What to know about the audit clearinghouses that track government spending
When the Department of Homeland Security announced that it would be conducting an audit of its $1.4 trillion fiscal year 2018 budget, it was not clear whether the report would include the full $1 trillion in spending that the agency had estimated in the previous budget, or whether the full report would be included.
The Office of Management and Budget’s (OMB) Office of the Inspector General (OIG) announced last month that it was “conducting an audit to assess the scope and adequacy of the Office of Personnel Management’s Office of Audit” to support its review of the budget.
OIG Deputy Inspector General John O’Connor told The New York Times that OMB “has begun an audit in accordance with OPM regulations.”
He did not say which agencies were involved.
The Treasury Department has said that the OIG will conduct the audit.
But O’Brien told The Times that the report is not complete and that the inspector general is still “evaluating whether to release the full audit report or to delay it until the Office [of Inspector General] completes their investigation.”
The OIG is not required to release such a report before a final budget is finalized.
The OPM Office of Inspector General is one of the government’s main agencies tasked with overseeing the OMB’s Office for Management and Accountability.
The report, which was requested by Senate Democrats, was released by the Treasury Department in April and has been the subject of a major House investigation.
The audit was expected to be completed this month.
“We’ve made clear that we will review all of the audit reports to make sure they’re complete, we’ll be able to provide a full assessment of the situation, and we will continue to work with OMB on how we can best help them to do their job,” O’Briensaid at the time.
O’Connell, the OPM deputy inspector general, told the Times that “we are continuing to review the audit” and that OPM “is working to ensure that they do a thorough audit of OPM’s audit process.”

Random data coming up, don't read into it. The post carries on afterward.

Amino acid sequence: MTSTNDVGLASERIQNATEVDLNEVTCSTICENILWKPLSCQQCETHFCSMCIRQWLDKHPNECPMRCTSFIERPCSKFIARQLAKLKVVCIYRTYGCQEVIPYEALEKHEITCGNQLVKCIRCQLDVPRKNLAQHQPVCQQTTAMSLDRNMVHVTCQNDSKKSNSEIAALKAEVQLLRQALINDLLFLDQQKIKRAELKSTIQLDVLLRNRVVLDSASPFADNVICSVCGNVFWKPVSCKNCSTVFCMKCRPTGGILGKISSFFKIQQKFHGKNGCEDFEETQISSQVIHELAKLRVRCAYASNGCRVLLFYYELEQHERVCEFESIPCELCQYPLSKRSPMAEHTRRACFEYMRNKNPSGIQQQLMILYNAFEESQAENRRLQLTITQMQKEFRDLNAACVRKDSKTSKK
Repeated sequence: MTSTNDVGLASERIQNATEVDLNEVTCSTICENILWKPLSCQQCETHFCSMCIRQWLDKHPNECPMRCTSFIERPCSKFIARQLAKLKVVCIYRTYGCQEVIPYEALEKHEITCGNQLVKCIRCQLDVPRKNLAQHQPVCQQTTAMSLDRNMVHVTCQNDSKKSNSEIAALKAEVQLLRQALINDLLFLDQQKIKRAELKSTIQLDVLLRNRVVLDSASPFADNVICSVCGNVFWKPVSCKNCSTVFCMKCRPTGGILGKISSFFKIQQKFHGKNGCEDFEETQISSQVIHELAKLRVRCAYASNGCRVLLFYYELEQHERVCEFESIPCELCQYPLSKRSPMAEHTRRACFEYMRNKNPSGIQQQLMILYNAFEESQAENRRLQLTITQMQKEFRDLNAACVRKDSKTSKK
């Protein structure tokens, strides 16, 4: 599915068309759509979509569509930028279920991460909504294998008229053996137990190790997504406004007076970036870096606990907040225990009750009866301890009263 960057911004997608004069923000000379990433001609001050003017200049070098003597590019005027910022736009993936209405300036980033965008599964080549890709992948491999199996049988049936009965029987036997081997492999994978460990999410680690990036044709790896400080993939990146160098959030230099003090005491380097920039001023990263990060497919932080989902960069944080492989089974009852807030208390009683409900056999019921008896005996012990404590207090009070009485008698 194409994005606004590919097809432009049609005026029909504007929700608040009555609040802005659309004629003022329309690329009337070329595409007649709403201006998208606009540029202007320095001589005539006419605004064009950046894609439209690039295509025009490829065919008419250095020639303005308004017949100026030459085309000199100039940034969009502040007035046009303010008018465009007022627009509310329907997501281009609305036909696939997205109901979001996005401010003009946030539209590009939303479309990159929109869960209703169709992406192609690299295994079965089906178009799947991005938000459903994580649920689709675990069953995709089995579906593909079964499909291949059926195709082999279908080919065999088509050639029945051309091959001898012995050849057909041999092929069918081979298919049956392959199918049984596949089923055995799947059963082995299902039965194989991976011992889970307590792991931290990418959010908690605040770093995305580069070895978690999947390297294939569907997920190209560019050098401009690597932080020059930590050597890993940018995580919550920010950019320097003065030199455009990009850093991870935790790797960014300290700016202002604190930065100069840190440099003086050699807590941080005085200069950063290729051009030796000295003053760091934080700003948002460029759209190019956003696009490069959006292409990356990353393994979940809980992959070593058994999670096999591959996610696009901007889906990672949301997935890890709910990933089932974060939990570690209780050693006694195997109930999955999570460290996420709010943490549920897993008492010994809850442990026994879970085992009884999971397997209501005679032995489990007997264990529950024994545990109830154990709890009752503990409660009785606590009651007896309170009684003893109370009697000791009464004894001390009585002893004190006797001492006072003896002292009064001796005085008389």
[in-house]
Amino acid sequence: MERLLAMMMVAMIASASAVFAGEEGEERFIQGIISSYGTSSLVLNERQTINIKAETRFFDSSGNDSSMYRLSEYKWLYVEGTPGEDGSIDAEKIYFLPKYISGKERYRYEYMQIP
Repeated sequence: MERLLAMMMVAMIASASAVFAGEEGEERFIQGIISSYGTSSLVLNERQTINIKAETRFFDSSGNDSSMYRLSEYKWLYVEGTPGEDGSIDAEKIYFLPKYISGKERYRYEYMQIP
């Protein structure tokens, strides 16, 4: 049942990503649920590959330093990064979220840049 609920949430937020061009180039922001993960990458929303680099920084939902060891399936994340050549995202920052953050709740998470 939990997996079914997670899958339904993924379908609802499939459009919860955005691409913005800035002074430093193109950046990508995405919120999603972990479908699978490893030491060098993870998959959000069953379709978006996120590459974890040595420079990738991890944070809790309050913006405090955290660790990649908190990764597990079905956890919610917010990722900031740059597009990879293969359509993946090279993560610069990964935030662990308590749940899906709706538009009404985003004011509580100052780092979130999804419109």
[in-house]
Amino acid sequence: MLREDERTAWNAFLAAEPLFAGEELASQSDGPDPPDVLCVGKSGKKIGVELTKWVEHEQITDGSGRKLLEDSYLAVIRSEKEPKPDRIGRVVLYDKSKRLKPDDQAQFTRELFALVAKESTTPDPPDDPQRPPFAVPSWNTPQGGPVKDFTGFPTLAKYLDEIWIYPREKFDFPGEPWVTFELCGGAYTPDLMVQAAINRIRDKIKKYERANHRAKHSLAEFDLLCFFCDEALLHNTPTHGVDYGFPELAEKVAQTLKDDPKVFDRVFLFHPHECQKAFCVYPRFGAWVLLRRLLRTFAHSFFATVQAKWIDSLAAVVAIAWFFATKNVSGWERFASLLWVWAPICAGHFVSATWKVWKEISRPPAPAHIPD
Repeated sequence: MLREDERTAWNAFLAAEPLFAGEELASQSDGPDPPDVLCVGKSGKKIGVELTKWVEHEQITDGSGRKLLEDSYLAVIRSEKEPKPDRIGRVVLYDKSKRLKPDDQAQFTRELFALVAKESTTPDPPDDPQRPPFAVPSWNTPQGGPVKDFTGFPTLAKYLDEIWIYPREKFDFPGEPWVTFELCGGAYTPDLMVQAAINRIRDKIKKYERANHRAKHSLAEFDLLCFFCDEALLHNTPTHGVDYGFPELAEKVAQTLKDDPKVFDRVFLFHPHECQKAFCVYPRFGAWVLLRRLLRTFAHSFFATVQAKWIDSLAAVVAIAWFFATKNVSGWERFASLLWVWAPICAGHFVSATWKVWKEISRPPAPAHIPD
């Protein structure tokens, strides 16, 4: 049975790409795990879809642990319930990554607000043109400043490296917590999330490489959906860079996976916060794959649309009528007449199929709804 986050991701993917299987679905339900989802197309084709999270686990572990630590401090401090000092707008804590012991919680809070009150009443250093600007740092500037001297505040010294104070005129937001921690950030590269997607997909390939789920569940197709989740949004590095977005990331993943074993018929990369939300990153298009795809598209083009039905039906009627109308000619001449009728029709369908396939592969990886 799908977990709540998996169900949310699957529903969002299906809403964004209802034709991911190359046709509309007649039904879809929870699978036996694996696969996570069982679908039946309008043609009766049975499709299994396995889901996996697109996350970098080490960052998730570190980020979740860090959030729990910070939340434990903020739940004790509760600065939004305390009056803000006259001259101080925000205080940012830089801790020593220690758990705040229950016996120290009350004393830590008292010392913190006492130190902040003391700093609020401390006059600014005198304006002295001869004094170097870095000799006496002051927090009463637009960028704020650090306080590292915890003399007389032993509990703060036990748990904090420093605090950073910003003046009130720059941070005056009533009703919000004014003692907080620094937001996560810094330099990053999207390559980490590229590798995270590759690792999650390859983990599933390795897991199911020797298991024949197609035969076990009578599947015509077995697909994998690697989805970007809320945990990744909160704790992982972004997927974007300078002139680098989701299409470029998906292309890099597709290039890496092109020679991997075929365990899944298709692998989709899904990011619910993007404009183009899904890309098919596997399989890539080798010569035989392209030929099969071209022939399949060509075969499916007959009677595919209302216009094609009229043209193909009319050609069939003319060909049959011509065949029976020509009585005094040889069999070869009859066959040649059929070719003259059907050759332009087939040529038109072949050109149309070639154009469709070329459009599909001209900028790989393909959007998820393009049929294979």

The report said that OIG was “evaluated for its auditing efforts in fiscal year 2017, and that, based on those evaluations, the audit process was effective.”
O’Conner told the New York Daily News that O’Halloran “wants to see a complete audit” of the OPA report.
He said that “he hopes to see an audit report by January 2018.”
He said the audit will include “the full audit reports, as well as a statement of our conclusions, a description of the review methodology, and the findings of the assessment.”
OPM is also investigating the OGA for alleged violations of the Hatch Act.
OGA Chairwoman Ellen Weintraub said in a statement to The New Yorker that “I have spoken with OIA to learn more about the OOIG’s process, to understand the concerns raised by the Senate, and to ensure OIA has the information necessary to conduct a thorough, thorough audit.”
“I want to assure the American people that OIA is committed to ensuring that the Office is conducting a thorough and impartial audit,” Weintram said.
The watchdog agency is currently examining the OMA audit for any other violations, as part of a broader investigation into the OPC’s audit.
The Senate is expected to vote on a bill that would end OPMs audit of the White House, and OIG and OGA are expected to conduct an independent audit into the White Senate Office of Government Ethics.
OPM will not be the first agency to face a potential audit.
According to the Inspector Generals Office, the Office for Personnel Management has had audit requests since 2009.
In 2014, OPM had requested a $100 million audit of an OPM-run office.
OMA has been under fire since a 2011 investigation found that the White house was not properly conducting its OPA audit of White House officials.
The inspector general’s office concluded that the department’s OPM audit was “inadequate” and “did not comply with OPA requirements.”
The inspector General said the department “did the audit itself,” and that “the department’s audit of a White House office did not address any misconduct, and no misconduct was identified.”